Soden's warm and gentle voice is a fine medium for these often beautiful lyrics. Thibodeau matches this sweet quality and her breathy violin playing sometimes suggests another delicate and very human voice. This is perhaps most evident on the opening track of the album where the violin sings out over a rich low cello line as the guitar keeps a steady pulse with a glittering fingerstyle accompaniment.
Violet Fire, the second track on the album steps up the complexity of the arrangement, moving from the dreamy singing melodies of the opening piece to full string arrangements and the golden tone of the French horn. The strings outline beautiful chords in great swells of sound, at first punctuating the track and then building to a wonderfully layered instrumental in which the different voices dance around each other pushed forward by the rhythmic guitar.
The strings and horn have been captured with amazing clarity and convey the original performances of the musicians remarkably well. In 'Soft Like Gold' these instruments combine to feel almost as expansive as a full orchestra, with soaring horn and the wiry melancholy lament of the cello filling a huge sound space.
The closing track highlights the wonderful fingerstyle guitar playing although it soon gives way and returns to supporting the violin and vocals. With such great technique it would be a treat to hear more of the guitar and let it outshine the string writing and break through the texture more often."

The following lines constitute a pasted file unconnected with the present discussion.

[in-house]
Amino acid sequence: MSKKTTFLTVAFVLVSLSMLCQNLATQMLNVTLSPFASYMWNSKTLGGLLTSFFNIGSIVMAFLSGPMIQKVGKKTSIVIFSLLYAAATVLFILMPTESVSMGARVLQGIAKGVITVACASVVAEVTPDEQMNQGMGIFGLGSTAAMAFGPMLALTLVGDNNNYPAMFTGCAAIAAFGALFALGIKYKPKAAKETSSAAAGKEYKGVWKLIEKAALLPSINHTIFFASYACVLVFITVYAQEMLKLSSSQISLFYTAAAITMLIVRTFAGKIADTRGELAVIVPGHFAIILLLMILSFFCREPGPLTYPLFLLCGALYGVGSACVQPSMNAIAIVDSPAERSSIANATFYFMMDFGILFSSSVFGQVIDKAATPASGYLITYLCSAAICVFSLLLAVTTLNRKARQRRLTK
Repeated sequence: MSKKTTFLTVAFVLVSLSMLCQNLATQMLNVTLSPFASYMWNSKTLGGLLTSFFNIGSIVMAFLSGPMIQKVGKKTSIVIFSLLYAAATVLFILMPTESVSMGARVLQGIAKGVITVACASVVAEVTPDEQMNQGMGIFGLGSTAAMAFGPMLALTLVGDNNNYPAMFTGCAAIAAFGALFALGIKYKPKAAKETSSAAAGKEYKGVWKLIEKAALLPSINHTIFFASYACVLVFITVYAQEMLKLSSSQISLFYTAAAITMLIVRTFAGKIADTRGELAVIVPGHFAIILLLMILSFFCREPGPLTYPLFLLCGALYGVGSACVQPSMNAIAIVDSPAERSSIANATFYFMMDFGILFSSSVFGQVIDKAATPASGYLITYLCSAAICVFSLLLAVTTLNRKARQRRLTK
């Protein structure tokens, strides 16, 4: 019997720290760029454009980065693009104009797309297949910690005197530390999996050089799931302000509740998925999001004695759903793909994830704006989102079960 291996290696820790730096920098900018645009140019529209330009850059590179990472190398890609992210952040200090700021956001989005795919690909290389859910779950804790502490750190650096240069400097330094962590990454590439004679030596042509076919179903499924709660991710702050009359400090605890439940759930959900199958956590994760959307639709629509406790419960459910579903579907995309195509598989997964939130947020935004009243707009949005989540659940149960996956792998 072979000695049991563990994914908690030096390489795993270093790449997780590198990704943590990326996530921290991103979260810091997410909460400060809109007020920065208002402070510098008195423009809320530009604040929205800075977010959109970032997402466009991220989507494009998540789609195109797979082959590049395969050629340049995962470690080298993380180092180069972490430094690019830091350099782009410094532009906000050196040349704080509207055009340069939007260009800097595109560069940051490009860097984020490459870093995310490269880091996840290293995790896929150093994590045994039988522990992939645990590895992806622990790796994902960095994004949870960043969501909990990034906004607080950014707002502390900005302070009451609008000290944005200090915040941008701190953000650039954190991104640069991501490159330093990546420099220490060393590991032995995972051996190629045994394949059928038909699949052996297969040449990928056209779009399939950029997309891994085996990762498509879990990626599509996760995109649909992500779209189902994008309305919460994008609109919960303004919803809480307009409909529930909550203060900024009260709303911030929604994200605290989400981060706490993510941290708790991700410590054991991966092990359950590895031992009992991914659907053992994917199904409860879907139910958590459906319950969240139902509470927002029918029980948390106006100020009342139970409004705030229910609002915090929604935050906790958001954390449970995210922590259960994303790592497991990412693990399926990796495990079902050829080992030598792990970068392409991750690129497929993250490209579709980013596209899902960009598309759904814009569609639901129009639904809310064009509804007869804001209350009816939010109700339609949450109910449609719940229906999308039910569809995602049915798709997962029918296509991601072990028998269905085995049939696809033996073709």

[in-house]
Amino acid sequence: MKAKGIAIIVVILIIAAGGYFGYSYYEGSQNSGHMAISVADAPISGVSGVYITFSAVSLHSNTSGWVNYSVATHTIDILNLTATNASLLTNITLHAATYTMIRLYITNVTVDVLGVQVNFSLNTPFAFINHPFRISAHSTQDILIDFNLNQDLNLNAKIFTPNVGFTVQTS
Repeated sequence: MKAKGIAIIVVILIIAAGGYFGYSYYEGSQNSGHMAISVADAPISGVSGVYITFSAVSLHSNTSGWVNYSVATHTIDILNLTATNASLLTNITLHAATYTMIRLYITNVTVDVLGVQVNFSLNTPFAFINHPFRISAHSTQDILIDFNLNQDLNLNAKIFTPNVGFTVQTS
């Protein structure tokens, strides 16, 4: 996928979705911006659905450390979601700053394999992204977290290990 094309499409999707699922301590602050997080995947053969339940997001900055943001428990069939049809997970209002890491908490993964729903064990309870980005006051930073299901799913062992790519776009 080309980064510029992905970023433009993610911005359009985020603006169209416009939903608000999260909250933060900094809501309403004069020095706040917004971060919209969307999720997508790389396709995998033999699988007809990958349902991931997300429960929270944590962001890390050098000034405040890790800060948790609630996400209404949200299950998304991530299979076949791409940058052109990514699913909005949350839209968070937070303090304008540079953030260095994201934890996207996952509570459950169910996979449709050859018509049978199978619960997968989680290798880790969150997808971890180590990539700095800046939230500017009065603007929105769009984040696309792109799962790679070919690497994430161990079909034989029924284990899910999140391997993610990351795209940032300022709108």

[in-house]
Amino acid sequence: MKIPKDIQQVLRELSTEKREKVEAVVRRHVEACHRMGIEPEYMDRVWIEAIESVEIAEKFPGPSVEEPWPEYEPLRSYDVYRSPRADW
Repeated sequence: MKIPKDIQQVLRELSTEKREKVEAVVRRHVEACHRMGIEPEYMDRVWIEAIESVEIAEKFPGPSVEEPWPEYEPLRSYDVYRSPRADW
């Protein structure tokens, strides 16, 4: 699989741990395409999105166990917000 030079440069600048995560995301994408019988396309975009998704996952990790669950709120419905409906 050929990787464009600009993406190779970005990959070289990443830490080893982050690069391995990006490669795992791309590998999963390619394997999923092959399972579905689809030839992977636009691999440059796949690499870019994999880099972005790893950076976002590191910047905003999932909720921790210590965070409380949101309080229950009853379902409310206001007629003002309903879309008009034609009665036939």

- Lee Cuff, FATEA Records
Press for 'Bridge of the Sun' 2013:
Husband and wife folk-pop duo October Gold spin dense acoustic-minded tales involving characters who have a need and an affinity for a more pastoral way of life–mirroring, I would imagine, the group’s own personal beliefs. The graceful, bucolic ease with which singer/songwriter Kit Soden and violinist Aliza Thibodeau approach their songs feels inviting and communal in a way that is often missing from their alt-folk brethren. Inclusive without seeming to pander, and earnest without pointlessly strumming their listener’s heartstrings, Soden and Thibodeau allow their music to unfurl naturally, never forcing notes where they don’t belong and allowing the songs to exist without any overt outside interference. Their latest album, Bridge of the Sun, folds tightly-knit folk rhythms with lyrics drawn from author Steven Erikson’s best-selling series, The Malazon Book of the Fallen.
For the video to Bridge-cut “Old Stones,” the band explores a more literal interpretation of the lyrics. Interspersed with scenes of Soden and Thibodeau performing in a gorgeous studio atmosphere, there are quick images and clips of visits to graveyards, cathedrals, and stone-covered streets. These scenes of rustic beauty pair perfectly with the spry acoustic fretwork and striking, though somewhat somber, melodies of Thibodeau’s violin. The rhythmic complexity of the track, composed with the casual ease of people who know each other’s musical proclivities inside and out, never feels showy or ostentatious but permits the vocal harmonies and instrumental interchange between them to stay center-stage.